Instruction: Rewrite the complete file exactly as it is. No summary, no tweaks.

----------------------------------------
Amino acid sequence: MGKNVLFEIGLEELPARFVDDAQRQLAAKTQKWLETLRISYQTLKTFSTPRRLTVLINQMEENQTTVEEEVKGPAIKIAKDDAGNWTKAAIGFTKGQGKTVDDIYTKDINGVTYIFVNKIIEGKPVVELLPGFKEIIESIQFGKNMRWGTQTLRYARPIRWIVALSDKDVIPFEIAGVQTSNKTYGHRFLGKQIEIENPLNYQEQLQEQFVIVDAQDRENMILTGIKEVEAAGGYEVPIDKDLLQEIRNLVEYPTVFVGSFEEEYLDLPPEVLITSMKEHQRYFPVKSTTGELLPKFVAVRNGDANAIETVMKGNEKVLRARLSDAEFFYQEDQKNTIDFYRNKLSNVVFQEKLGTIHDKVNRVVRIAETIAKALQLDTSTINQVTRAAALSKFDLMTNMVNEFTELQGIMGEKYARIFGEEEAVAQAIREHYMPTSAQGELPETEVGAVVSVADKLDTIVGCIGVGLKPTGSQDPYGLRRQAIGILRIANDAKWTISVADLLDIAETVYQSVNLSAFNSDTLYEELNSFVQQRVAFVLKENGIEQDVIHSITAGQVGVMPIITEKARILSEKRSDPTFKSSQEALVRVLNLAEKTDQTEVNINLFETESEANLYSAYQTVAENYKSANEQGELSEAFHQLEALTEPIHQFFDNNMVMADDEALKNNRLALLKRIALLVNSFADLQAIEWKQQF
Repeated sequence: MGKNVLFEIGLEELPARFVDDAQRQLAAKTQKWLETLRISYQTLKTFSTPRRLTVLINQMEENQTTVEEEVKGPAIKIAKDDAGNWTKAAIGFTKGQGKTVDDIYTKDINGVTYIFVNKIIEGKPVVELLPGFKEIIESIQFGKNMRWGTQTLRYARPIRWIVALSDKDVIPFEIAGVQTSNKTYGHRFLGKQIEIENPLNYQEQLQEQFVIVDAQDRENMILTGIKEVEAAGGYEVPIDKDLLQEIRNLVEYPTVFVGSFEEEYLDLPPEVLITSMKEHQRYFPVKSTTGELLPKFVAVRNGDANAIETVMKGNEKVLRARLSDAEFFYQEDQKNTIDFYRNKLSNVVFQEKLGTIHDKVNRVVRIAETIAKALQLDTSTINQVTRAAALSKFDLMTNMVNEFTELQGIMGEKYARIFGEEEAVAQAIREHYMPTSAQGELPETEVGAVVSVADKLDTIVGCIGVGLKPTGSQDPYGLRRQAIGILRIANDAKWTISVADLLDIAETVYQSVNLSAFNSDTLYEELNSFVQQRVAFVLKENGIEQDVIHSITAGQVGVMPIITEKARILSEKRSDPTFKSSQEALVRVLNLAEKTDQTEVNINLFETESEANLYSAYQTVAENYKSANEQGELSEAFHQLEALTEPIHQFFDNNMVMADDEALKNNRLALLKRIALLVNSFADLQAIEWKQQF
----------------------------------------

Amino acid sequence: MGKNVLFEIGLEELPARFVDDAQRQLAAKTQKWLETLRISYQTLKTFSTPRRLTVLINQMEENQTTVEEEVKGPAIKIAKDDAGNWTKAAIGFTKGQGKTVDDIYTKDINGVTYIFVNKIIEGKPVVELLPGFKEIIESIQFGKNMRWGTQTLRYARPIRWIVALSDKDVIPFEIAGVQTSNKTYGHRFLGKQIEIENPLNYQEQLQEQFVIVDAQDRENMILTGIKEVEAAGGYEVPIDKDLLQEIRNLVEYPTVFVGSFEEEYLDLPPEVLITSMKEHQRYFPVKSTTGELLPKFVAVRNGDANAIETVMKGNEKVLRARLSDAEFFYQEDQKNTIDFYRNKLSNVVFQEKLGTIHDKVNRVVRIAETIAKALQLDTSTINQVTRAAALSKFDLMTNMVNEFTELQGIMGEKYARIFGEEEAVAQAIREHYMPTSAQGELPETEVGAVVSVADKLDTIVGCIGVGLKPTGSQDPYGLRRQAIGILRIANDAKWTISVADLLDIAETVYQSVNLSAFNSDTLYEELNSFVQQRVAFVLKENGIEQDVIHSITAGQVGVMPIITEKARILSEKRSDPTFKSSQEALVRVLNLAEKTDQTEVNINLFETESEANLYSAYQTVAENYKSANEQGELSEAFHQLEALTEPIHQFFDNNMVMADDEALKNNRLALLKRIALLVNSFADLQAIEWKQQF
Repeated sequence: MGKNVLFEIGLEELPARFVDDAQRQLAAKTQKWLETLRISYQTLKTFSTPRRLTVLINQMEENQTTVEEEVKGPAIKIAKDDAGNWTKAAIGFTKGQGKTVDDIYTKDINGVTYIFVNKIIEGKPVVELLPGFKEIIESIQFGKNMRWGTQTLRYARPIRWIVALSDKDVIPFEIAGVQTSNKTYGHRFLGKQIEIENPLNYQEQLQEQFVIVDAQDRENMILTGIKEVEAAGGYEVPIDKDLLQEIRNLVEYPTVFVGSFEEEYLDLPPEVLITSMKEHQRYFPVKSTTGELLPKFVAVRNGDANAIETVMKGNEKVLRARLSDAEFFYQEDQKNTIDFYRNKLSNVVFQEKLGTIHDKVNRVVRIAETIAKALQLDTSTINQVTRAAALSKFDLMTNMVNEFTELQGIMGEKYARIFGEEEAVAQAIREHYMPTSAQGELPETEVGAVVSVADKLDTIVGCIGVGLKPTGSQDPYGLRRQAIGILRIANDAKWTISVADLLDIAETVYQSVNLSAFNSDTLYEELNSFVQQRVAFVLKENGIEQDVIHSITAGQVGVMPIITEKARILSEKRSDPTFKSSQEALVRVLNLAEKTDQTEVNINLFETESEANLYSAYQTVAENYKSANEQGELSEAFHQLEALTEPIHQFFDNNMVMADDEALKNNRLALLKRIALLVNSFADLQAIEWKQQF